Saturday, November 16, 2019
US flag

Maybe a Fla. dist. took pledge opt-out too far

A school district in the Florida panhandle took a new law that requires schools to inform parents of their children’s right not to recite the Pledge of Allegiance seriously. Too seriously, say parents, the Tallahassee Democrat reports.

“We want it to be abundantly clear that while yes, there is a law stating you need to notify parents [that their children have a right to opt out of saying the pledge], there is no requirement to create any type of form or waiver,” the paper quoted Florida Department of Education communications director Meghan Collins as saying.

At issue was a waiver form printed and distributed by Leon County Schools to an estimated 400 parents. Those parents were instructed to return the waiver if they wanted their son or daughter to opt out of the pledge. The law, which is new for this school year, simply requires schools to inform parents of their opt-out rights.

Following an immediate rejection of the waiver form by parents and on social media, Leon County Schools Superintendent Jackie Pons scrapped the waiver form, changed the language in the student handbook to the exact language in the new statute, and said, “When they pass a statute that requires us to put notifications in a handbook, no matter how you do that, it creates issues. … If somebody wants to not participate they can provide their own note.”


Of course, printing a special opt-out form is a little much—and beyond the strict requirement of Florida’s new law, a law that doesn’t actually create any new rights. Parents always had the right, transmitted to students in classrooms, not to say the Pledge of Allegiance. All Florida’s new law really did, then, was to create a burden on schools to notify parents that they have this right.

Saying the pledge is kind of like singing the National Anthem before a sports event. San Francisco 49ers quarterback Colin Kaepernick recently made a refusal to participate in that show of patriotism famous when he knelt during the singing of the Star-Spangled Banner at a preseason football game. Saying the pledge really isn’t much different.

Furthermore, laws that require schools to say the pledge every morning don’t violate atheists’ equal protection rights either. That’s what the New Jersey Superior Court found last year, also ruling that saying the pledge in school doesn’t violate anyone’s religious freedom under the First Amendment, even though the pledge includes the phrase “under God.”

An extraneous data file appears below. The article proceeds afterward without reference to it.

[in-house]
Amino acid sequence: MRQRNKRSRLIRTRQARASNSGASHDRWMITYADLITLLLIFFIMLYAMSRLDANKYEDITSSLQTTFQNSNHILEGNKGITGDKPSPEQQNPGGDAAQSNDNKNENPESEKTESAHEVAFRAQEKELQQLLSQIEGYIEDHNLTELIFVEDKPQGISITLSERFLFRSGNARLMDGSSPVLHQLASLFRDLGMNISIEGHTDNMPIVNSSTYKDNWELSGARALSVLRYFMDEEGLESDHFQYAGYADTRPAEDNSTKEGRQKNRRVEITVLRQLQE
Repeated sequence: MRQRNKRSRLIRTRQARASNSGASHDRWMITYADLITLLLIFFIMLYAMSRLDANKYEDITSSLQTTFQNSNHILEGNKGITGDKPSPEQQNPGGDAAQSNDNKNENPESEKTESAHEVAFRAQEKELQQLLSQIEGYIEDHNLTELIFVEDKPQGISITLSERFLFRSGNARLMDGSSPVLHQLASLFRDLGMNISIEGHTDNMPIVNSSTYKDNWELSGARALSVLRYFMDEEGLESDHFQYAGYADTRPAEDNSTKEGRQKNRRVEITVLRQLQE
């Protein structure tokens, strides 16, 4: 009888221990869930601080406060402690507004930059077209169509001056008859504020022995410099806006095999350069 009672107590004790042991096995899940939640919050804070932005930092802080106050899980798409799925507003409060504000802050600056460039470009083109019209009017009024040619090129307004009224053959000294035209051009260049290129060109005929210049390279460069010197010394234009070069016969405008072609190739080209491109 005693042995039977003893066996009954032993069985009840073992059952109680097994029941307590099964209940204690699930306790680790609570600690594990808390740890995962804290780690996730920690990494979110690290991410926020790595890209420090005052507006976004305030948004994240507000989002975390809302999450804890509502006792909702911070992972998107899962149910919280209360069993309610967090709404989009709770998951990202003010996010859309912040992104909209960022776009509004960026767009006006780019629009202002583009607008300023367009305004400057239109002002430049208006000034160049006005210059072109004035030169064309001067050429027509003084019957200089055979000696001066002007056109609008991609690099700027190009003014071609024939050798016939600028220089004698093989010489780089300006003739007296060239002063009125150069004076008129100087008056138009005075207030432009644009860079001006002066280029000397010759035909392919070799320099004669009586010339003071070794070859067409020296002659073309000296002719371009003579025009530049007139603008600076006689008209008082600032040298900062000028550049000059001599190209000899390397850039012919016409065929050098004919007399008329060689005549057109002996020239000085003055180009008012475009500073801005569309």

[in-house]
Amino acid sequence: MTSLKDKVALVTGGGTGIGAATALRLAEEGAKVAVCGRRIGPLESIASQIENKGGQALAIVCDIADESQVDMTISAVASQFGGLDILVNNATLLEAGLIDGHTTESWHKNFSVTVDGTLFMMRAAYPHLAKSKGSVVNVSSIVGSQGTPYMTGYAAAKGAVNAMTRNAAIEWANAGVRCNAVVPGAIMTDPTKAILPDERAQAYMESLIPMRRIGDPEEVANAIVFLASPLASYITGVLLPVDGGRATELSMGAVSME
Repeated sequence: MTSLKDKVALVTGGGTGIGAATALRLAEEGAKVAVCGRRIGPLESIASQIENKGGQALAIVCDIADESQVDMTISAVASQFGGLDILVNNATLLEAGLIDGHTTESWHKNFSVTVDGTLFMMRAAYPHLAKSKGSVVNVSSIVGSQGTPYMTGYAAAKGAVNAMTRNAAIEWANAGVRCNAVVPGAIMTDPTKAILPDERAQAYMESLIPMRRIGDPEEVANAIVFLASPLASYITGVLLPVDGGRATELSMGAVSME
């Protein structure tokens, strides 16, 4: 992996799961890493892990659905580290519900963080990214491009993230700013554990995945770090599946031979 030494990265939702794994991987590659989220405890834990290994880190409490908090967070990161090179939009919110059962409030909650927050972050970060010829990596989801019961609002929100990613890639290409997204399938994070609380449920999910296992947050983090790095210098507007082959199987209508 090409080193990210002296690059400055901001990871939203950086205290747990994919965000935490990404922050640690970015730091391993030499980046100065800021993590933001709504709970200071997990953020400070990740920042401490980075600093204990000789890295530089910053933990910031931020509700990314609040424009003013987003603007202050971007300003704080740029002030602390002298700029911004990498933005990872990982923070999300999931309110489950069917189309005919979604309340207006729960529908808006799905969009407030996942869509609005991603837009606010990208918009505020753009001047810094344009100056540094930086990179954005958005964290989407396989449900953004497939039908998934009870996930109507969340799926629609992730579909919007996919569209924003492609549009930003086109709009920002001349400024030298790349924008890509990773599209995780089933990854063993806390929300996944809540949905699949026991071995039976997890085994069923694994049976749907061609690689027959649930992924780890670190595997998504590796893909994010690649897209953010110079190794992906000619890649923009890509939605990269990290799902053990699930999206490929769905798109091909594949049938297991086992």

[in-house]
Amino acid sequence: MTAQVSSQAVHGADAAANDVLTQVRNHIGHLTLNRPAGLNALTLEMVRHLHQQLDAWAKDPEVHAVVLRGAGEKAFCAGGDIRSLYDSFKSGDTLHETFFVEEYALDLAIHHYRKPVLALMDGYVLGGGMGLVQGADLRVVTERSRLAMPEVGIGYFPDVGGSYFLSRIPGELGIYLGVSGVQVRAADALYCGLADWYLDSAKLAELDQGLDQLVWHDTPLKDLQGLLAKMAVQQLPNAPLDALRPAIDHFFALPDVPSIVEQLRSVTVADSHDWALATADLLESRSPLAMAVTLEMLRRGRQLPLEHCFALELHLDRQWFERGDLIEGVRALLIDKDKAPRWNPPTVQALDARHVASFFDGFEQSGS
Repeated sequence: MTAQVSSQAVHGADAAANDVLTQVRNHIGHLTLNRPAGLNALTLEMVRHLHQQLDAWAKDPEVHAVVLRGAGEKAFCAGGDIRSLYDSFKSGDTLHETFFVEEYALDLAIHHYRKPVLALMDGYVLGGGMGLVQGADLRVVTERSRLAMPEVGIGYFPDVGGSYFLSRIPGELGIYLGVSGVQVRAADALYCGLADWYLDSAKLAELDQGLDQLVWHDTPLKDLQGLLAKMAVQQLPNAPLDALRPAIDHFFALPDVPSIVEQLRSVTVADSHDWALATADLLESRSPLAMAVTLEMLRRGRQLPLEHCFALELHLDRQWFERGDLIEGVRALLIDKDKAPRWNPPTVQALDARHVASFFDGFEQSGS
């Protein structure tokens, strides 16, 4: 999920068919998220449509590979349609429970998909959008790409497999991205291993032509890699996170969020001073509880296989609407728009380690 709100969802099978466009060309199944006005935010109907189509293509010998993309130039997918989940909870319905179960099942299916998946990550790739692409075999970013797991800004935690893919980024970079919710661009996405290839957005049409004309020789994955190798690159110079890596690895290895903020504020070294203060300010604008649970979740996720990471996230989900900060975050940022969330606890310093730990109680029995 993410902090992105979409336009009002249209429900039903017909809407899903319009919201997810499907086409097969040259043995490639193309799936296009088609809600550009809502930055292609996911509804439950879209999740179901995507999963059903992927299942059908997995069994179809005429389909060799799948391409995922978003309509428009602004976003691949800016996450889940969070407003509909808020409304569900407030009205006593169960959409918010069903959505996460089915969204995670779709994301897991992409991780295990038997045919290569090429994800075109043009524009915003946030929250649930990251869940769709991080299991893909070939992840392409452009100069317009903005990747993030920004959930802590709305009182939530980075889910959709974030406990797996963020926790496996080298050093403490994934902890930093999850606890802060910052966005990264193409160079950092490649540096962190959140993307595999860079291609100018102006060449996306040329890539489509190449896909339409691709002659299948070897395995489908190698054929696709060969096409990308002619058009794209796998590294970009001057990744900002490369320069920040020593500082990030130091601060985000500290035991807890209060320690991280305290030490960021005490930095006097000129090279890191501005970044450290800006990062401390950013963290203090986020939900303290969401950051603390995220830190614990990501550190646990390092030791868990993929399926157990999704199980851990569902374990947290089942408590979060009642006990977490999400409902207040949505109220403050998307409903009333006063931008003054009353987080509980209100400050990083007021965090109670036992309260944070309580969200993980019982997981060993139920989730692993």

People have always had the right to opt out. Now school districts in Florida just have to add language to their student handbooks to remind parents of this right. We don’t need to make a big deal of it by printing a separate form, because freedom and patriotism mean different things to different people in our diverse society. The freedoms we enjoy don’t include forcing kids to say anything they don’t want to say. Whether that’s on a test or in front of a flag, it’s the same freedom we’re talking about: free expression.

Paul Katula is the executive editor of the Voxitatis Research Foundation, which publishes this blog. For more information, see the About page.

Recent posts

2 dead, 3 wounded in Calif. school shooting

Another school shooting has resulted in the death of 2 California high school students. The suspect shot himself and is in custody.

Mercury makes a transit; next in 2032

A transit of Mercury occurred today and was visible from the US, provided you had sunny skies. It was one of longest possible transits.

On the Naperville BWW racist incident

A racist incident at a Naperville, IL, sports bar indicates that the threads of racism are strong, perhaps as strong as ever.

IL bill could excuse absences to vote

A proposed law in IL could give students up to two hours during the school day so they could vote in the upcoming election.

Loan forgiveness gains some bipartisan support

One Republican from GA, who used to work under Betsy DeVos at the US Education Dept, offers a plan to forgive some student loan debt.

A band teacher is IL Teacher of the Year

IL named a band teacher the 2020 Teacher of the Year on Oct. 19. He individualizes music instruction and shares his work with 1000s.

‘Little Shop of Horrors’ bookends Halloween

Several high schools have decided to add a little spook to their musical stages in this season of Halloween. Music makes it happen.

New IL law ensures inclusion of LGBTQ+

A law will take effect next school year in IL that will require students to study LGBTQ history as part of the social studies curriculum.

MoCo doubles down on summer learning loss

Research is at least equivocal about summer learning loss, but maybe there's something to a new plan in Montgomery County, Md.

Downers North lights up the gym for Beth

Ongoing fundraising drives for a Downers Grove N. volleyball player killed by an intoxicated driver in Feb. are going strong in this western suburb.

High-payroll Yankees don’t make World Series

The World Series begins Tuesday, but some of the playoff games can teach us valuable things about youth sports, investment, etc.